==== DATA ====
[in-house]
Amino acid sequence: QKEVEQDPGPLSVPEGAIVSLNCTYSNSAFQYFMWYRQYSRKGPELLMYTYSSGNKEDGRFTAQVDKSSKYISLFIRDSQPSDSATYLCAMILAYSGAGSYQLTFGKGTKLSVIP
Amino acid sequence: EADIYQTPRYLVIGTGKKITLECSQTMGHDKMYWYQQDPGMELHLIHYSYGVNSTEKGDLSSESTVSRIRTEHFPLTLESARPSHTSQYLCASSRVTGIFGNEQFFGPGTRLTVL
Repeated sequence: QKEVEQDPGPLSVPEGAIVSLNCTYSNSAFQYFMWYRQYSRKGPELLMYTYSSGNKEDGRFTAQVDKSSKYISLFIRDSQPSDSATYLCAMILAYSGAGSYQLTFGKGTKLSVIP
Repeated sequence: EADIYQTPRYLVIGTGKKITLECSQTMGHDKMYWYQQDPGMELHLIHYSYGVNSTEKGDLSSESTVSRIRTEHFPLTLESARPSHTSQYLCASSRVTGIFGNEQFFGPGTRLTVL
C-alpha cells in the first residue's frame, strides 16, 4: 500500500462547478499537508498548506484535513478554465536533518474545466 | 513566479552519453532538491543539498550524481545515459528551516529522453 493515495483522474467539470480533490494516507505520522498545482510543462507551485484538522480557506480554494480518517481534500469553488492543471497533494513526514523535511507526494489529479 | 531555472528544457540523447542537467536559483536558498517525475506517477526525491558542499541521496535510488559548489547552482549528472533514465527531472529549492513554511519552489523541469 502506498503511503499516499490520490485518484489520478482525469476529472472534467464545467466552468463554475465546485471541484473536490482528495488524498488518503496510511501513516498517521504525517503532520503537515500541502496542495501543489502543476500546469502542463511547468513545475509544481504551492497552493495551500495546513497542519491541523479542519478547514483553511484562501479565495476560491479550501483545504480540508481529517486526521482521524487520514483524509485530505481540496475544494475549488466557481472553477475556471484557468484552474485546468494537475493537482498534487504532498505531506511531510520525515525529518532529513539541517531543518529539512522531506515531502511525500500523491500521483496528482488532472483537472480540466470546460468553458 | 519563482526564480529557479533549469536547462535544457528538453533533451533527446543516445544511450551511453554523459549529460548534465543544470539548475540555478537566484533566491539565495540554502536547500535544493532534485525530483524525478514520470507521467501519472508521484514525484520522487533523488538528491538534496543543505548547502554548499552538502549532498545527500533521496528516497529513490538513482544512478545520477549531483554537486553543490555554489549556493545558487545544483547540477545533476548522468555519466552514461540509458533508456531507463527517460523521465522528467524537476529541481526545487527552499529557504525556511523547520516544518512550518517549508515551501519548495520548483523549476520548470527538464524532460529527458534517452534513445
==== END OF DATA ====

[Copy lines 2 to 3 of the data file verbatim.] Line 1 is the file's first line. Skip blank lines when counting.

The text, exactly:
Amino acid sequence: QKEVEQDPGPLSVPEGAIVSLNCTYSNSAFQYFMWYRQYSRKGPELLMYTYSSGNKEDGRFTAQVDKSSKYISLFIRDSQPSDSATYLCAMILAYSGAGSYQLTFGKGTKLSVIP
Amino acid sequence: EADIYQTPRYLVIGTGKKITLECSQTMGHDKMYWYQQDPGMELHLIHYSYGVNSTEKGDLSSESTVSRIRTEHFPLTLESARPSHTSQYLCASSRVTGIFGNEQFFGPGTRLTVL